There should be remarkable improvement on many of the roads across the country

The federal government has concluded arrangements to reintroduce toll gates in 38 points on various highways across the country, according to Minister of Power, Works and Housing, Mr Babatunde Fashola. “It will be managed by the private sector and it will be located in the old places. We are only waiting for the completion of those roads before we introduce the toll gates,” said Fashola who added that the federal government did not intend to ask road users “to pay toll on a road that is not good.”

From 2004 when President Olusegun Obasanjo dismantled the tollgates at a whopping cost of N360 million, there have been attempts to re-introduce them, even when most of the roads remain impassable. What was very clear in the past and remains clear even today is that there are no roads worthy of putting toll gates on in the country and to erect such at this period is to further expose road users to unnecessary danger. It is therefore our hope that Fashola and his men will keep to their plan, mindful of the traffic bottlenecks that will arise as a result of erecting toll gates on roads that have too many craters and potholes.

However, there are still suspicions that the federal government may be plotting to put the cart before the horse as was the case in the past. For instance, under President Goodluck Jonathan in 2011, the then Works Minister, Mr. Mike Onolomemen, announced that the federal government would spend N1.3 billion to erect a set of tollgates with the argument that the decision would boost efforts at revamping road transportation in the country. It took public outcry for the decision to be dropped when it became clear that the tollgates were to precede the promised roads.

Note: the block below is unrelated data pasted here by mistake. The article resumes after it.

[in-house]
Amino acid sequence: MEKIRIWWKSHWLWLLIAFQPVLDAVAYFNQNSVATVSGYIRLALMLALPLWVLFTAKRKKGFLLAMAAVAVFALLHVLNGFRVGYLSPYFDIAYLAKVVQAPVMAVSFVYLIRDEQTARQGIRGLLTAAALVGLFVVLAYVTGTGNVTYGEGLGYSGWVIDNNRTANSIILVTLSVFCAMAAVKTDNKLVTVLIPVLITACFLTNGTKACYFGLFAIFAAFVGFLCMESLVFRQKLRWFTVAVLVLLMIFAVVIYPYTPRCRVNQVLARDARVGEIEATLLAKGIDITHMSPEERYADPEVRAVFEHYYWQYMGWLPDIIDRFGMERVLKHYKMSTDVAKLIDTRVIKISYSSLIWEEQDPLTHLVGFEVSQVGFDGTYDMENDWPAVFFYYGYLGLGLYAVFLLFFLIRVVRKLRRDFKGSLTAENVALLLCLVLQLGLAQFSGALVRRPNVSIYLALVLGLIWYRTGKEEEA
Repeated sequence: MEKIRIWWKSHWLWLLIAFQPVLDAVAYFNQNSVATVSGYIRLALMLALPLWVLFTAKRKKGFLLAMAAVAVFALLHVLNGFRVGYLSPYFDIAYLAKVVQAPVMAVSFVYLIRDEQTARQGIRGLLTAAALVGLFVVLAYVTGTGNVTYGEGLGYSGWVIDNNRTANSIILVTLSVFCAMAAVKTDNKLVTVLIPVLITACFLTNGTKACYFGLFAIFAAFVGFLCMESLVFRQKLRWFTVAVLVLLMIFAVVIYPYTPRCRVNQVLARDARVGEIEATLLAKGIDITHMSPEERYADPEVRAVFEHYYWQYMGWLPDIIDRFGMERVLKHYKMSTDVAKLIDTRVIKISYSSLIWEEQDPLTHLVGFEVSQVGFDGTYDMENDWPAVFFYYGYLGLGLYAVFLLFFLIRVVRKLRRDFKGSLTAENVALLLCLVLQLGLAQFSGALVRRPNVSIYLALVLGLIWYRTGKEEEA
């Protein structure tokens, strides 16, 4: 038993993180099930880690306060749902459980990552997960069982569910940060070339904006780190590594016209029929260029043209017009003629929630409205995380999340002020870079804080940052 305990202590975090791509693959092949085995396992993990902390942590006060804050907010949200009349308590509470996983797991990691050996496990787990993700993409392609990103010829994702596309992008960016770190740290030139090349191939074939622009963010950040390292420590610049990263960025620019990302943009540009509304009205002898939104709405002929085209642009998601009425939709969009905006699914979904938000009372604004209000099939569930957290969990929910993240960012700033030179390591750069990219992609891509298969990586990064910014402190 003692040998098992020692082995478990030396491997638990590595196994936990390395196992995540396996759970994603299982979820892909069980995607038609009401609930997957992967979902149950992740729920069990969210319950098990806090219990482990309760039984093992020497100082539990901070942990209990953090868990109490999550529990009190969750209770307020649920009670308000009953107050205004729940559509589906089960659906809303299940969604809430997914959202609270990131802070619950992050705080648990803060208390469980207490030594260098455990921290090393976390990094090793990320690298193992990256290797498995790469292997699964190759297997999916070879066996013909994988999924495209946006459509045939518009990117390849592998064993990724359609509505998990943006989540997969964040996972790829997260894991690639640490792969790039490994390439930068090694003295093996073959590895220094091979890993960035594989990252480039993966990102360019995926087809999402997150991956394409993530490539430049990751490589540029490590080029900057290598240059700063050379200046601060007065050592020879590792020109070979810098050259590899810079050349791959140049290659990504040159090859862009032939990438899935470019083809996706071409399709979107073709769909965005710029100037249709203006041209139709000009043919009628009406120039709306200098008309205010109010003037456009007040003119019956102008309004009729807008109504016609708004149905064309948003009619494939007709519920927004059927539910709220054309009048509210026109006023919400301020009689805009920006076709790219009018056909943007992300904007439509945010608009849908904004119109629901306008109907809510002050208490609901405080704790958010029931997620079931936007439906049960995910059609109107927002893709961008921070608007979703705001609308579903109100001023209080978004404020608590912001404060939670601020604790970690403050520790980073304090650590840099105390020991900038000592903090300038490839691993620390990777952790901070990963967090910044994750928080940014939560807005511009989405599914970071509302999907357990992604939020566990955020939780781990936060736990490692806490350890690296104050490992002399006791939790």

Meanwhile, against the background that a drive through many of the nation’s major roads is now a nightmare, we support every effort to reconstruct them. As we have repeated on this page, trips that ordinarily should take no more than a few minutes now take hours and at times days because of the conditions of most of the major access roads. And no part of the country is spared.

Some roads in the South South, South East and South West are death traps, apparently because of the impact and damage the rains have on them. Most affected roads in the South-east include the Enugu-Port Harcourt Expressway, Bende-Ohafia-Arochukwu road, Aba-Ikot Ekpene-Calabar road, Enugu-Awka-Onitsha road and Umuahia-Ikot Ekpene road. Even in Lagos, the roads leading to Apapa, the strategic port city where hundreds of millions of naira are made daily by the government and others, are embarrassing. Over the years, billions of naira had been poured on the Oshodi-Apapa road but it is still in a shambles, crater-ridden and looking more like a war-ravaged area.

It is not just that most of these roads are so impassable that we find very disturbing, it is the fact that the dangerous spots along many of them have also become convenient operating centres for highway robbers who lay siege to unsuspecting motorists and other road users. This is aside the notorious fact that the poor state of these roads hampers economic activities as several tonnes of farm produce and other products cannot be transported to areas where they are needed. In the rainy season, many communities have practically been cut off with impassable roads.

Given the foregoing, we really have no problem with the idea of erecting tollgates and we endorse the Fashola plan in principle. What we query is the wisdom of erecting tollgates before rebuilding the dilapidated roads. We hope Fashola will not take Nigerians through such a fraudulent route.

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